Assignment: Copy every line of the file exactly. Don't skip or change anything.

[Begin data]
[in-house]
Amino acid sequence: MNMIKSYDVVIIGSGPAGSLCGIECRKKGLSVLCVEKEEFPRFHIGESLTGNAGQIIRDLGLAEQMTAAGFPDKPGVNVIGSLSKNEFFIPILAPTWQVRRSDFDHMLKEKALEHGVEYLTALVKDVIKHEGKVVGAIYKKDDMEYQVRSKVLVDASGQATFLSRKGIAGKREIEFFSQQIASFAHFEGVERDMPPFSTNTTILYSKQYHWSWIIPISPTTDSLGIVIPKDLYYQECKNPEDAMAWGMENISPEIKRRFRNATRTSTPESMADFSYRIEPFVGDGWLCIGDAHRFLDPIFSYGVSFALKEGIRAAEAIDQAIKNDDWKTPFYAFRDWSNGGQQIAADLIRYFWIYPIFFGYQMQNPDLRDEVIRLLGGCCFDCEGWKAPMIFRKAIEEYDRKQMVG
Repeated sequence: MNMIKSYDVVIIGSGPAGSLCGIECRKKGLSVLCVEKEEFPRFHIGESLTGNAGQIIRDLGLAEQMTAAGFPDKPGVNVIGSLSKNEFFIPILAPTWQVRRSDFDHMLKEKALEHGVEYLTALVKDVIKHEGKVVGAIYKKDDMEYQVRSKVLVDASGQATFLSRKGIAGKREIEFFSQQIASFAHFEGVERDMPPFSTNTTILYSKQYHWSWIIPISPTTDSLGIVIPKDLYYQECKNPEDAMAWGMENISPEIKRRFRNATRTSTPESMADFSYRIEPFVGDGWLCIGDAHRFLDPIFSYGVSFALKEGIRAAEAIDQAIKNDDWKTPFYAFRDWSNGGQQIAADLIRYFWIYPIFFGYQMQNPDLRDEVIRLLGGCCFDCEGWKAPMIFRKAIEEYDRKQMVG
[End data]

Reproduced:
[in-house]
Amino acid sequence: MNMIKSYDVVIIGSGPAGSLCGIECRKKGLSVLCVEKEEFPRFHIGESLTGNAGQIIRDLGLAEQMTAAGFPDKPGVNVIGSLSKNEFFIPILAPTWQVRRSDFDHMLKEKALEHGVEYLTALVKDVIKHEGKVVGAIYKKDDMEYQVRSKVLVDASGQATFLSRKGIAGKREIEFFSQQIASFAHFEGVERDMPPFSTNTTILYSKQYHWSWIIPISPTTDSLGIVIPKDLYYQECKNPEDAMAWGMENISPEIKRRFRNATRTSTPESMADFSYRIEPFVGDGWLCIGDAHRFLDPIFSYGVSFALKEGIRAAEAIDQAIKNDDWKTPFYAFRDWSNGGQQIAADLIRYFWIYPIFFGYQMQNPDLRDEVIRLLGGCCFDCEGWKAPMIFRKAIEEYDRKQMVG
Repeated sequence: MNMIKSYDVVIIGSGPAGSLCGIECRKKGLSVLCVEKEEFPRFHIGESLTGNAGQIIRDLGLAEQMTAAGFPDKPGVNVIGSLSKNEFFIPILAPTWQVRRSDFDHMLKEKALEHGVEYLTALVKDVIKHEGKVVGAIYKKDDMEYQVRSKVLVDASGQATFLSRKGIAGKREIEFFSQQIASFAHFEGVERDMPPFSTNTTILYSKQYHWSWIIPISPTTDSLGIVIPKDLYYQECKNPEDAMAWGMENISPEIKRRFRNATRTSTPESMADFSYRIEPFVGDGWLCIGDAHRFLDPIFSYGVSFALKEGIRAAEAIDQAIKNDDWKTPFYAFRDWSNGGQQIAADLIRYFWIYPIFFGYQMQNPDLRDEVIRLLGGCCFDCEGWKAPMIFRKAIEEYDRKQMVG